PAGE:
Leah Sottile

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Leah Sottile is an award-winning journalist[1][2][3] who lives in Portland, Oregon.[4] Sottile covered the Malheur occupation court trials for the Washington Post and Outside Magazine, and regularly talked about the trials as a guest on Oregon Public Broadcasting programming.[5][6][7] She is the host of the podcast Bundyville, produced through Longreads, and writes for Rolling Stone Magazine, Outside Magazine, High Country News and The Washington Post on the American West.

Sottile was also the music editor of Spokane, Washington's alt-weekly newspaper, The Inlander. She characterizes bands in Spokane as "willing to take a lot more risks," and also says that: "It's super easy to disregard Spokane. It's seen as a cultural void. But there is a really mobilized youth art movement here that's always anchored in the music scene. I've seen shows in boxing rings, art centers, [and] all kinds of alternative spaces. People in Spokane are scrappy about making it work. That's the backbone of the scene: making a party where there wasn't one before."[8]

Sottile won first place in a Society of Professional Journalists 2015 competition for the Willamette Week article "The Newest Portlanders".[2]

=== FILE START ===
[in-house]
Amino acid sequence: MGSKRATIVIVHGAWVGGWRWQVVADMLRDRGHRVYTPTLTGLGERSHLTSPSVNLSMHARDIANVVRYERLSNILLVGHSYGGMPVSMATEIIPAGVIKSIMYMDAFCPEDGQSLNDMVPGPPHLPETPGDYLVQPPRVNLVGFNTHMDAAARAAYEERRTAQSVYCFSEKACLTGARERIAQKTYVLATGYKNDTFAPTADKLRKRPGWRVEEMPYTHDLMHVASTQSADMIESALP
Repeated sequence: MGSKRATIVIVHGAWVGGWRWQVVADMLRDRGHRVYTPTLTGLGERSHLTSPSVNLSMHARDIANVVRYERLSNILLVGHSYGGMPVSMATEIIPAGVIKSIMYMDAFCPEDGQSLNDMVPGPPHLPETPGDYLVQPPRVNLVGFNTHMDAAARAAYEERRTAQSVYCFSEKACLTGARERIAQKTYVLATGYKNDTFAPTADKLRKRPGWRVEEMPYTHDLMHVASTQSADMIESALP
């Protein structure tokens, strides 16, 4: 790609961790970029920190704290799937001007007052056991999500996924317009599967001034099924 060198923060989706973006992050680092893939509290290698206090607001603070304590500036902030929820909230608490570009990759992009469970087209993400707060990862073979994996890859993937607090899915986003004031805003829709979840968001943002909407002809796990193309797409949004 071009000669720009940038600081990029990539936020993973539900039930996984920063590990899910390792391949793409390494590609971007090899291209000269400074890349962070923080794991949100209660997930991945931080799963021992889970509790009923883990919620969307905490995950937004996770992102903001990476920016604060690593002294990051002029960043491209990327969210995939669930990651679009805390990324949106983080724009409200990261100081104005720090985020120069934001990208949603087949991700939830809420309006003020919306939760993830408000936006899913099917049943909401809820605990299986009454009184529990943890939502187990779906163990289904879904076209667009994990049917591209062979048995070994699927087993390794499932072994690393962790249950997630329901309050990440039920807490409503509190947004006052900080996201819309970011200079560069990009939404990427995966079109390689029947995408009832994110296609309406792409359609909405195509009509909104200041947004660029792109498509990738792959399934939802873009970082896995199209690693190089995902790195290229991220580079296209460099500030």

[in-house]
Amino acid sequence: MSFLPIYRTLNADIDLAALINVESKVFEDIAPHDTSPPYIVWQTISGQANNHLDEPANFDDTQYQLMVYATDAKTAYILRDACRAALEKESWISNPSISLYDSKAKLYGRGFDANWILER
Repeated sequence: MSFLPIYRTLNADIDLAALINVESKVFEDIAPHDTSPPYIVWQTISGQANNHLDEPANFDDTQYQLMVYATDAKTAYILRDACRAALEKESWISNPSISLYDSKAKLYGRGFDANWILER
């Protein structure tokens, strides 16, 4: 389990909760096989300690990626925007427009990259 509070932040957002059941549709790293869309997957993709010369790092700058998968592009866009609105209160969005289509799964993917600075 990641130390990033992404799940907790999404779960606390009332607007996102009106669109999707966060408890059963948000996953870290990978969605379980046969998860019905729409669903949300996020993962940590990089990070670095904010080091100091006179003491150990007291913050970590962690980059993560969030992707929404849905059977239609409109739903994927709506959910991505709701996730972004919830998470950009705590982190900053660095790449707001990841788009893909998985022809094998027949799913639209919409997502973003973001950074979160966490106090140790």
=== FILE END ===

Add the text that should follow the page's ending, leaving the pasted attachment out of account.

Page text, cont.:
While on staff with The Inlander, Sottile won the Washington State 2011-2012 Mental Health Reporting Award for "The People Left Behind," which features "an in-depth exploration of a 13-year-old’s death by suicide and the broader issues of mental health and suicide prevention in Spokane and the Inland Empire".[3] She also won third place in a Society of Professional Journalists 2010 competition for "Blood Sport," an article on backyard wrestling in Spokane.[1]

Sottile was also a guest on KUOW-FM programming, where she talked about an article she wrote for Outside (magazine) about a legendary Bigfoot sighting by Bob Gimlin.[9]


  1. ^ a b "Eleven for '10". www.inlander.com.
  2. ^ a b "Congratulations to this year's Northwest Excellence in Journalism Contest Winners - SPJ Western Washington". www.spjwash.org. 18 June 2016.
  3. ^ a b https://depts.washington.edu/mhreport/docs/2012%20Media%20Reporting%20Award%20Winner_PR.pdf
  4. ^ "Leah Sottile". www.leahsottile.com.
  5. ^ Ryan Haas; Dave Blanchard; Anna Griffin; Amanda Peacher. "'This Land Is Our Land' Ep. 8: Gun Laws And Gun Culture In Court Bundy". www.opb.org.
  6. ^ Peacher, Amanda; Haas, Ryan. "'This Land Is Our Land' Update: Closing Arguments". www.opb.org.
  7. ^ Griffin, Anna; Wilson, Conrad. "'This Land Is Our Land' Ep. 12: The Aftermath". www.opb.org.
  8. ^ "Ten Spokane Bands You Need to Hear Now (And Why You Should Roadtrip to Friday's Volume Music Fest)". Seattle Weekly.com.
  9. ^ Radke, Bill; Martin, Matt. "How a Central Washington farmer became the Bigfoot seer". kuow.org.